Over the last few weeks I’ve been taking a look at Boris Karloff and Bela Lugosi, two of the men who helped to take horror movies into the mainstream and became household names in the process. I’ve reviewed two classic films of the 1930s, ‘The Black Cat’ and ‘The Raven’, both of which pitted the actors against each other as deadly rivals, so it seems only fitting that I close things out with a movie that sees the pair form an unlikely alliance – ‘Son Of Frankenstein’.
This is the third film in Universal’s ‘Frankenstein’ series and the last to feature Karloff as the Monster – though he would later return to the franchise in another role. ‘Frankenstein’ had proved to be a huge hit in 1931, the same year that had earlier seen Lugosi triumph under Tod Browning’s direction in ‘Dracula’. Four years would pass before the release of ‘The Bride Of Frankenstein’, directed by James Whale, which introduced Elsa Lanchester in the brief but hugely memorable title role and Ernest Thesiger as the hilarious and scene-stealing Dr. Pretorious. Of course Karloff returned, as did Colin Clive in his last appearance as Dr. Henry Frankenstein – he would sadly pass away in 1937 at the age of 37 due to tuberculosis and complications related to alcoholism.
‘Bride’ was another massive success and is still rightly considered to be James Whale’s masterpiece and possibly the greatest horror sequel of all time. Soon after its release however, horror pictures would briefly fall out of favor with audiences and it seemed that the series was dead – until in 1938 theaters began showing ‘Dracula’ and ‘Frankenstein’ together as a late night double-bill. The idea paid-off and Universal took note. By January of 1939 Karloff and Lugosi were back on the silver screen, starring together in ‘Son Of Frankenstein’. In retrospect it seems strange that the choice was made for Lugosi to play Ygor, rather than cashing in on the obvious appeal of reprising his role as Count Dracula and bringing Universal’s two most famous monsters together in one movie. Sadly audiences would never get to see Karloff and Lugosi do battle as their most iconic characters – but it’s difficult to feel too disappointed, as Ygor offered a practically unrecognizable Lugosi the opportunity to deliver one of his very best and most sinister performances.
In fact as a fan of the previous two films, its surprising to note that any disappointment you may feel towards ‘Son Of Frankenstein’ is sadly likely to be directed towards Karloff or at least to his character. The Monster remained mute, save for a few grunts, throughout the first movie. In ‘Bride’ we saw that he now had some basic language skills which served the purpose of making him more empathetic, since he was able to communicate his desires and fears in an identifiable, almost childlike way: ‘Smoke good’, ‘Fire bad’ and so on.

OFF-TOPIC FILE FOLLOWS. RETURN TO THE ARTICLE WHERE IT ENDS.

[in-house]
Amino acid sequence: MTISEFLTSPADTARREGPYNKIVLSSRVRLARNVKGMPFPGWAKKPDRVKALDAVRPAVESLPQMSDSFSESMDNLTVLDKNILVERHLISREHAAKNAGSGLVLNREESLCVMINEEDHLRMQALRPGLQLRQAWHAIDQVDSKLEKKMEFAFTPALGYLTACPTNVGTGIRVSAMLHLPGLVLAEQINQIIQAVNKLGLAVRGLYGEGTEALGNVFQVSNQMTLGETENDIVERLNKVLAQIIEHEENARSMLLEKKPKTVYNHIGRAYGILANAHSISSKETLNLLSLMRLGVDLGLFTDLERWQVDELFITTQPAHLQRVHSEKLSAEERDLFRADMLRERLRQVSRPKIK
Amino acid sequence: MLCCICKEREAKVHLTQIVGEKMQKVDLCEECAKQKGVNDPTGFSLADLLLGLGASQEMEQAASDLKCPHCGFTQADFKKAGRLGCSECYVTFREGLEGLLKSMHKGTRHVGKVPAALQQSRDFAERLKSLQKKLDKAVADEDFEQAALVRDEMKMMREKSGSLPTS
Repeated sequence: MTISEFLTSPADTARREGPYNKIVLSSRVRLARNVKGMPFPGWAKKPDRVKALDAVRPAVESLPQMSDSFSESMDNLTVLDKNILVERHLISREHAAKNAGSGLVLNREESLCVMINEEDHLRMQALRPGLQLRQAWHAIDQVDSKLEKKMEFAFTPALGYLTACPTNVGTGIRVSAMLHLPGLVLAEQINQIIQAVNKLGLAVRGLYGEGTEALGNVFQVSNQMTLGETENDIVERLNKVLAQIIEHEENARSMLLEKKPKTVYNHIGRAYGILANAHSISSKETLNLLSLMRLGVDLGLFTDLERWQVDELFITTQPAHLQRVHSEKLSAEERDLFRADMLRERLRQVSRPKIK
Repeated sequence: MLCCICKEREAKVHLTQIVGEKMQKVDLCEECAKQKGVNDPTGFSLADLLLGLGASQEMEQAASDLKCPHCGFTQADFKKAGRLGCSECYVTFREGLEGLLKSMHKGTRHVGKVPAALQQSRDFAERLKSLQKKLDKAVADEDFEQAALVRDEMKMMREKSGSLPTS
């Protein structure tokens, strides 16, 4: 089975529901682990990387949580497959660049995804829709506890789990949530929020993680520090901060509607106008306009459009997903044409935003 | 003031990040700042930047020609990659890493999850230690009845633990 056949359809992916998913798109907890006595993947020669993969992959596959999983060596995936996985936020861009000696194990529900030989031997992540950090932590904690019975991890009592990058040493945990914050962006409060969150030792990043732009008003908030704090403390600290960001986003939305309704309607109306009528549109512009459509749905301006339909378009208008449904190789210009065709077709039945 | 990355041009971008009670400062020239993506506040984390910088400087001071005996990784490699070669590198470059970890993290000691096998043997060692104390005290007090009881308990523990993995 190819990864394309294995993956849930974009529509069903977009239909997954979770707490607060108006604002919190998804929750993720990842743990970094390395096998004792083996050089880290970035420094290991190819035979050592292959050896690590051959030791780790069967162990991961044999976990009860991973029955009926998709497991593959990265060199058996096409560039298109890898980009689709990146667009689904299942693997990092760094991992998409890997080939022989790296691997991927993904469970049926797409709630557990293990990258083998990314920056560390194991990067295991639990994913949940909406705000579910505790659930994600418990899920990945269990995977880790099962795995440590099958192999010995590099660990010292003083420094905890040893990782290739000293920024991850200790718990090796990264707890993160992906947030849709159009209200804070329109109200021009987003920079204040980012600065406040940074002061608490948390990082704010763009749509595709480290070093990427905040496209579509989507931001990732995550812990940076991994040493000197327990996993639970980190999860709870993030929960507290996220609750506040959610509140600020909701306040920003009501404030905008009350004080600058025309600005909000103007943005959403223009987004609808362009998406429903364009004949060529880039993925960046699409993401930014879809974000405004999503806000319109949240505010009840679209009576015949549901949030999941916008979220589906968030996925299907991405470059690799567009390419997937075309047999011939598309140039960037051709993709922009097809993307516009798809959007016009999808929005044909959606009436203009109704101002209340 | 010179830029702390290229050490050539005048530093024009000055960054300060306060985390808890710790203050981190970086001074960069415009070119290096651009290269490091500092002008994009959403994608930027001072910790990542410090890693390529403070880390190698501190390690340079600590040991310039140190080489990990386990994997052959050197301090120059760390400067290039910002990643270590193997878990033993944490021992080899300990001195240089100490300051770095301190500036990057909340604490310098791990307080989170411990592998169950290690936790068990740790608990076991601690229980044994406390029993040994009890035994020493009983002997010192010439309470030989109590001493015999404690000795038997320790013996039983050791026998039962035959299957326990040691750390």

For whatever reason, for the third film the decision was made to return the Monster to his mute state. Rumor has it that Karloff was resistant to the idea of the Monster speaking in ‘Bride’, though whether that played a part in the decision nobody seems to know for sure. It feels like a massive step backwards and is a much less interesting portrayal, often resembling the lumbering emotionless killing machine that would come to be the popular image of the character thanks to hundreds of parodies and indeed the later Universal movies.
As for the story, several years have passed when we are introduced to Baron Wolf Von Frankenstein (Basil Rathbone), the son of Henry Frankenstein, as he prepares to move his family to his father’s castle (yes – the castle that was destroyed at the end of the last movie. Horror movies, then as now were no place for seamless continuity!) The local residents are predictably hostile, believing the Frankenstein name itself to be a curse upon the village. Only the local chief of police Inspector Krogh (Lionel Atwill) has any time for Wolf, despite he himself having been a victim of the Monster as a child when, he claims, the beast ripped off his arm. Despite that dark image, it seems the character is played for comic relief.
Wolf reaches his destination where he runs into Ygor – a demented and gloriously creepy blacksmith who mysteriously survived his own hanging. His crime? As this is a Frankenstein movie, you may have immediately guessed grave-robbing, and you’d be right. When Wolf visits the family crypt he discovers the Monster’s body and comes to the questionable decision to revive him in an effort to prove his father’s scientific genius and restore honor to the family name. But, when the jurors from Ygor’s trial begin dropping off one by one it seems clear that the Monster has a new master outside of the Frankenstein lineage.
While I’d hesitate to say that the third film in the series is quite on a par with its predecessors, it remains one of the most solidly entertaining movies in the Universal horror canon. As I previously mentioned, most of this is down to Lugosi who, despite being hidden under layers of hair and make-up, is clearly having the time of his life. Ygor was a hit with audiences too, returning for the fourth film ‘The Ghost Of Frankenstein’ – though sadly these fantastic performances did little to reverse the trajectory of Lugosi’s career or the series itself, which would soon fall into repetition and cliche. Nevertheless, ‘Son Of Frankenstein’ remains terrifically enjoyable and features my personal favorite Lugosi character. If you haven’t already, be sure to check it out.